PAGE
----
The events of 1938, the story of a family: how millions of Jews were forced into a new diaspora at the dawn of the Second World War
The small shoe factory already started, a wife and two daughters to raise. The quiet life of the Finkelstein family is changed forever by a distracted reading of a newspaper front page: “Hitler is in Austria”. It is March 11, 1938, the announced invasion would have materialized the following day. And it is from the Anschluss to the unknown that Adriano Sconocchia, nephew of Michael and Salcha Finkelstein, tells the story of a normal bourgeois family victim of Nazism in a self-published book. Never more relevant, with the ongoing Israeli-Palestinian conflict and anti-Semitism reignited amidst torn flags and burned stumbling blocks. “The protagonist of the novel is my mother’s family – explains Sconocchia – Viennese Jews who, like millions of other Jews, suffered the ferocious Nazi persecution”.
A story equal to that of other millions of Jews forced into a new diaspora at the dawn of the Second World War. From the announcement of the forced annexation of the Austrian capital to the desperate meetings in the Synagogue with the rabbi to imagine possible and rapid escape routes, that of a common family becomes the general urgency of saving what can be saved, of studying immediate solutions, of overturning one’s life, ready to give up everything and everyone. And it is also a common decision taken by the Finkelsteins to send their second daughter, just 12 years old, to London, safe with other children, while it remains to choose a new place to stay, far away Australia where a cousin lives or Italy where , naively convinced of the kindness that would have been reserved for them by a Mussolini still far from the racial laws, they would have taken refuge.
“My grandfather experienced the Dachau and Buchenwald concentration camps, from which he miraculously escaped” says Sconocchia. And he will also get to know the internment camps where Jewish refugees from Germany were locked up in the no longer conciliatory Italy”. Michael Finkelstein initially ends up in Tortoreto Stazione, in Villa Tonelli. Finally in Atri, in Abruzzo, the last stop before the liberation by of the allies.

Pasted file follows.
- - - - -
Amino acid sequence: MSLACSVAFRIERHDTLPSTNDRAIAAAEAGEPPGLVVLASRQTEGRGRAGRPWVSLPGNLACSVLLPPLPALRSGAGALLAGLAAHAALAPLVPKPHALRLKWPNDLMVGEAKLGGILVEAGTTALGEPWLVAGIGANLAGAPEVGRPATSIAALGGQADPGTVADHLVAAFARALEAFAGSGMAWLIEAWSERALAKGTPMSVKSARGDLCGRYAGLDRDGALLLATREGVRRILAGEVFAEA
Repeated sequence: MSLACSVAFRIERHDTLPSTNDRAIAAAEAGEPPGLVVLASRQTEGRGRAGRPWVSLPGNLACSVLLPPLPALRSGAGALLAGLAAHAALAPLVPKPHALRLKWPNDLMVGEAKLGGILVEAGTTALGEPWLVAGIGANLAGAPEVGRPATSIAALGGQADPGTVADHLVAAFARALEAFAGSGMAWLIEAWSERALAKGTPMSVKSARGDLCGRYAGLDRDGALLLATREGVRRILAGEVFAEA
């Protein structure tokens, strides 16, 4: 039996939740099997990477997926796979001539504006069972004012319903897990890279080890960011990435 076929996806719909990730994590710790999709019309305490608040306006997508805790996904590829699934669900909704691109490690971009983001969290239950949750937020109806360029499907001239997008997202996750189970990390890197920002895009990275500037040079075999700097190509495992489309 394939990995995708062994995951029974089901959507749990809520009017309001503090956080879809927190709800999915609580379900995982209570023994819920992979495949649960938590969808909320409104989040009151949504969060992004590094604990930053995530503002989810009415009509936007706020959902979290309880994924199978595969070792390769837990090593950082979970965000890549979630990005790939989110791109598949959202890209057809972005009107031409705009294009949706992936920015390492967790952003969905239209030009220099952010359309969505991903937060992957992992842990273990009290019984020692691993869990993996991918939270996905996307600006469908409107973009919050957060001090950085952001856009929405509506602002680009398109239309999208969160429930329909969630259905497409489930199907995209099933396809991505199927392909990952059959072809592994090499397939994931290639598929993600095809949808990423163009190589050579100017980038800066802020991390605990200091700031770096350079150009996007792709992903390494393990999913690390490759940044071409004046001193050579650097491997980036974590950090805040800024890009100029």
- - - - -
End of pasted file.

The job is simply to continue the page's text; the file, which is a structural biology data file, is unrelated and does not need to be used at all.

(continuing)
This, which the author of the ‘memorial’ book reveals with difficulty, among family documents and the few stories he has heard, is a story with a happy ending that rekindles the hope of reconciliation in a land of conflict and of a possible, peaceful coexistence between two peoples condemned, against their will, to bloody tensions.
“Finally my grandparents will also be reunited with their daughter Irene, who has returned from England. Once there, they will have to decide whether to emigrate to the USA, the Far East or Palestine, in the nascent state of Israel, or whether, instead, to remain in Italy – explains Sconocchia – the latter will be the final decision. They will give up asking for compensation for the damages suffered by the Jews, as established in the post-war agreements: they lost the small shoe factory and the house in Vienna, but they no longer wanted to have anything to deal with their past, which, in any case, would never again have their relatives exterminated in the Nazi concentration camps”. And then the last, chilling, anecdote: “I remember that my mother only answered my grandmother in Italian when she addressed her in German”. (by Silvia Mancinelli)